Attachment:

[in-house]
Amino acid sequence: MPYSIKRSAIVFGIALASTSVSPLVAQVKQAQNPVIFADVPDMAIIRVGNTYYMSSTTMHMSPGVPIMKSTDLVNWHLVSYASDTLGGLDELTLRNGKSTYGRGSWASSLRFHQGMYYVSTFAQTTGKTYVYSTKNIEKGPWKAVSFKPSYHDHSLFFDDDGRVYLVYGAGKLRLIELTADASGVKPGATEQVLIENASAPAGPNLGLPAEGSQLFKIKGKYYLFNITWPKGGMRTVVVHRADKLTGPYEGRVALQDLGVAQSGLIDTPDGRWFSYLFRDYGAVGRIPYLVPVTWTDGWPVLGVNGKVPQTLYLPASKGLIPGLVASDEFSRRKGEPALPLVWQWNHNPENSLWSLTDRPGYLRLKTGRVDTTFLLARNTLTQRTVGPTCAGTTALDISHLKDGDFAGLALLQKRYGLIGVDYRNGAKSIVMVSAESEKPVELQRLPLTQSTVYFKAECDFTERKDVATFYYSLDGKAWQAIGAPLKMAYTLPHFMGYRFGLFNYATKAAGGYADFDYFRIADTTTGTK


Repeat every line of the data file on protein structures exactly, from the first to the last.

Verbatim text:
[in-house]
Amino acid sequence: MPYSIKRSAIVFGIALASTSVSPLVAQVKQAQNPVIFADVPDMAIIRVGNTYYMSSTTMHMSPGVPIMKSTDLVNWHLVSYASDTLGGLDELTLRNGKSTYGRGSWASSLRFHQGMYYVSTFAQTTGKTYVYSTKNIEKGPWKAVSFKPSYHDHSLFFDDDGRVYLVYGAGKLRLIELTADASGVKPGATEQVLIENASAPAGPNLGLPAEGSQLFKIKGKYYLFNITWPKGGMRTVVVHRADKLTGPYEGRVALQDLGVAQSGLIDTPDGRWFSYLFRDYGAVGRIPYLVPVTWTDGWPVLGVNGKVPQTLYLPASKGLIPGLVASDEFSRRKGEPALPLVWQWNHNPENSLWSLTDRPGYLRLKTGRVDTTFLLARNTLTQRTVGPTCAGTTALDISHLKDGDFAGLALLQKRYGLIGVDYRNGAKSIVMVSAESEKPVELQRLPLTQSTVYFKAECDFTERKDVATFYYSLDGKAWQAIGAPLKMAYTLPHFMGYRFGLFNYATKAAGGYADFDYFRIADTTTGTK